Rehabilitation accepts uncertainty. The biopsychosocial model is inherently complex, with many non-linear relationships between different factors, and every element will be affected by and will, in turn, affect many other factors. This complexity enables rehabilitation to succeed because if one aspect cannot be altered, it is pretty likely that something else can be changed to benefit the person.
Rehabilitation recognises that the manifestation of an illness and its course will be influenced by many things, with the disease often playing only a tiny part. As with uncertainty, rehabilitation offers hope, whereas the biomedical model often does not.
Third, rehabilitation acknowledges that the patient has a significant past and a long future and that the healthcare episode must be placed in that context. In particular, the outcome may only arise after a few years.
These three features lead to a significant culture clash between rehabilitation and most acute medical care. Medical care aims for certainty, is focused on a single factor (disease) and is short-term. In contrast, rehabilitation expects uncertainty, expects multifactorial complexity and considers the long-term.
The significant consequence of this cultural difference is that rehabilitation professionals must reverse their cultural perspective as they move from their initial biomedical training into a rehabilitation context. They must embrace the need to have a broad and long view of the patient’s problems, adapt to the uncertainty associated with their work, and lose their attachment to disease.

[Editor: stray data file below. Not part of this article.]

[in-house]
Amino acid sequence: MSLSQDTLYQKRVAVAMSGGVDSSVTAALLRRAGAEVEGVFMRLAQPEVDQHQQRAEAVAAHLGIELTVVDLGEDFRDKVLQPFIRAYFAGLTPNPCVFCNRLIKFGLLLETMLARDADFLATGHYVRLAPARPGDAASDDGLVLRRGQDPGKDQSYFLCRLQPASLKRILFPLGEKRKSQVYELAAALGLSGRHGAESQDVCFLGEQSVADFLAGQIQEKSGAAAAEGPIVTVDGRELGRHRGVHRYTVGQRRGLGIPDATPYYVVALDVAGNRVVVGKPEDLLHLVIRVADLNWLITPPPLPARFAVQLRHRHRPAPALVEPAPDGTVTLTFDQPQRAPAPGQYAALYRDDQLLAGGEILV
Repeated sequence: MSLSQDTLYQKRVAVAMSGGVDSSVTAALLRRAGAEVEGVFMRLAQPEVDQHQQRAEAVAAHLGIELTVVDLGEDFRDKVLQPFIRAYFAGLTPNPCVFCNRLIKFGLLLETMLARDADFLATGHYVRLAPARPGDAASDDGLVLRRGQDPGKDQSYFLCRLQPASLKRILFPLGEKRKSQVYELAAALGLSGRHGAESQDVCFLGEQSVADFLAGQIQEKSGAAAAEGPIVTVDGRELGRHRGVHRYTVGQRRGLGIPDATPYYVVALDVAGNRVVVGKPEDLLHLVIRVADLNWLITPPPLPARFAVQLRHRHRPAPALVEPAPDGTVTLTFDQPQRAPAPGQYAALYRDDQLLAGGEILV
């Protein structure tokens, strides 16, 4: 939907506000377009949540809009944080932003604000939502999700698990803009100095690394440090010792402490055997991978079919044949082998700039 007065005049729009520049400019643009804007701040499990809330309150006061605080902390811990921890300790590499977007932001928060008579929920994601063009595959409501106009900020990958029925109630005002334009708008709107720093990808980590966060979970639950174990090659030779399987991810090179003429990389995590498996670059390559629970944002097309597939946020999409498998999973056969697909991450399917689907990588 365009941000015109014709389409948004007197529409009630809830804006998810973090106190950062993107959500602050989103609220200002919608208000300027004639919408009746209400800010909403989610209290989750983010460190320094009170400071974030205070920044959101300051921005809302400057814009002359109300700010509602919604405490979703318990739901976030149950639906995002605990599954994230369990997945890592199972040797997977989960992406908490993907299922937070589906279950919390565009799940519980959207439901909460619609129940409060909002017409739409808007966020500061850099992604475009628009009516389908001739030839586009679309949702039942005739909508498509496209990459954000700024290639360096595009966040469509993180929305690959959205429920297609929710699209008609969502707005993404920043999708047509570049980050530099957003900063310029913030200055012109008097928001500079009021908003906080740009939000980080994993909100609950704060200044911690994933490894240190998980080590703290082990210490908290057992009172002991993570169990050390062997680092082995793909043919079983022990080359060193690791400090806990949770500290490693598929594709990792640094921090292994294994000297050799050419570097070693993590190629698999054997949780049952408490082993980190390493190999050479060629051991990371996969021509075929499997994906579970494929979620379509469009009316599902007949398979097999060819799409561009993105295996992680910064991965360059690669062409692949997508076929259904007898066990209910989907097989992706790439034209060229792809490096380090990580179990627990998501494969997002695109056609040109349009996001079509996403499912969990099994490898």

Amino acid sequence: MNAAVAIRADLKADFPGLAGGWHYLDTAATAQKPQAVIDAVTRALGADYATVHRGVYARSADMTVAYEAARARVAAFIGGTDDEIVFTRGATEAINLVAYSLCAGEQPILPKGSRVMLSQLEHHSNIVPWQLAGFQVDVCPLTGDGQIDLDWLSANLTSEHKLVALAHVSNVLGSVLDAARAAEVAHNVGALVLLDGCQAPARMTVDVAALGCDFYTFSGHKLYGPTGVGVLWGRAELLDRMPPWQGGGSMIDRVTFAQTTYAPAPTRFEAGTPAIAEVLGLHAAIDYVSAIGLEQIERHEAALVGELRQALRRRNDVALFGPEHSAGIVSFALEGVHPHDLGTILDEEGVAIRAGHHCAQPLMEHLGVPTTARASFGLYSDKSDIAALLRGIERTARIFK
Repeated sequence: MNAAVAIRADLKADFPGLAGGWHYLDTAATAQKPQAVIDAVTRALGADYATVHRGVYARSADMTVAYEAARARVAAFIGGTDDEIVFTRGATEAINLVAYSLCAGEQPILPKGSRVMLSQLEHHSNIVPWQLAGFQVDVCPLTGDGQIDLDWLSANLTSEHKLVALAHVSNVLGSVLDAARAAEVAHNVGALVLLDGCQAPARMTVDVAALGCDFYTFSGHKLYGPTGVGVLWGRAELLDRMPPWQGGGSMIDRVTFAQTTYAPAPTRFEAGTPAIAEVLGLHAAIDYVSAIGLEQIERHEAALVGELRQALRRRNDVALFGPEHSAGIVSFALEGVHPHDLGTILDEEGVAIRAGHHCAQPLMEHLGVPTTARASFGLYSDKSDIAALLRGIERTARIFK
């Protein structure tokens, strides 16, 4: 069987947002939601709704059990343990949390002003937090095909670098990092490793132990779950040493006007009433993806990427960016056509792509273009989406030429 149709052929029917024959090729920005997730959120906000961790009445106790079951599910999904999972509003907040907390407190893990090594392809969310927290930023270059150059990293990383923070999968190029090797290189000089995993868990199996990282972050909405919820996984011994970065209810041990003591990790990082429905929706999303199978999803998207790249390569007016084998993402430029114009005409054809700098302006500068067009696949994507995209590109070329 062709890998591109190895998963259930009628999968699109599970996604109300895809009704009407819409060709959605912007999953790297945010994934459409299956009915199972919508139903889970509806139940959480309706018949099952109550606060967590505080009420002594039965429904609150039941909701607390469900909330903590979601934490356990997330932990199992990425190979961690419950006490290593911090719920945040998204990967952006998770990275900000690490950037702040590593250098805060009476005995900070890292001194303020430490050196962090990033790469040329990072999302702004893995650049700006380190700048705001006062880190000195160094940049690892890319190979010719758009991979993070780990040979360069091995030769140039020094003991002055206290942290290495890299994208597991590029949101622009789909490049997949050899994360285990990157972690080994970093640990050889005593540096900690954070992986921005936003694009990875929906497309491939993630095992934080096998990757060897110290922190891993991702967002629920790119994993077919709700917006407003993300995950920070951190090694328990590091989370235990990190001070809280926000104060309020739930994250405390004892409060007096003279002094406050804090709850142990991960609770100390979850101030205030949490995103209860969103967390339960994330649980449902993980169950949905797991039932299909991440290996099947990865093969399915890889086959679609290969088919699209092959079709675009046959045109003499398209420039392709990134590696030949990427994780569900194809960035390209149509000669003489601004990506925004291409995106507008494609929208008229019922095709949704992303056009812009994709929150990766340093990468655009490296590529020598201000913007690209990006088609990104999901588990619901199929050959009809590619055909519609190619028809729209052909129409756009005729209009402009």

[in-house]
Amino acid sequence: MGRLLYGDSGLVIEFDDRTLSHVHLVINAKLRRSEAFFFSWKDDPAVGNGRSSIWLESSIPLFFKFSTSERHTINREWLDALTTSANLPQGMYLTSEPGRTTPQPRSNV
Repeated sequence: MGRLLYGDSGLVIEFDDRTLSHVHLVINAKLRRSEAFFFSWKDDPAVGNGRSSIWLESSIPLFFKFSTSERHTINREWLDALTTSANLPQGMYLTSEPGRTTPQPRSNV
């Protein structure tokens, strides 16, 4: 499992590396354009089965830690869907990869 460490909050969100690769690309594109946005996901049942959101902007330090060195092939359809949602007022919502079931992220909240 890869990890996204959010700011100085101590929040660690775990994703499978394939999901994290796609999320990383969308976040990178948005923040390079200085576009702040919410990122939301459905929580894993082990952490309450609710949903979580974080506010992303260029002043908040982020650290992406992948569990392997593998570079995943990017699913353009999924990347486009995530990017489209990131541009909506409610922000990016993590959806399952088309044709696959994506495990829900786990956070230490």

Although they did not phrase it as I have, the General Medical Council’s review of medical specialisation and training in 2013 – the Shape of Training – came to a similar conclusion.
The General Medical Council also recognised that doctors need far more than simple competence in various medical activities; with others, they developed a Generic Professional Capabilities Framework. They noted that there were 66 medical specialities and 32 sub-specialities with “significant variability of core professional content across many of these postgraduate curricula.” The following paragraph states: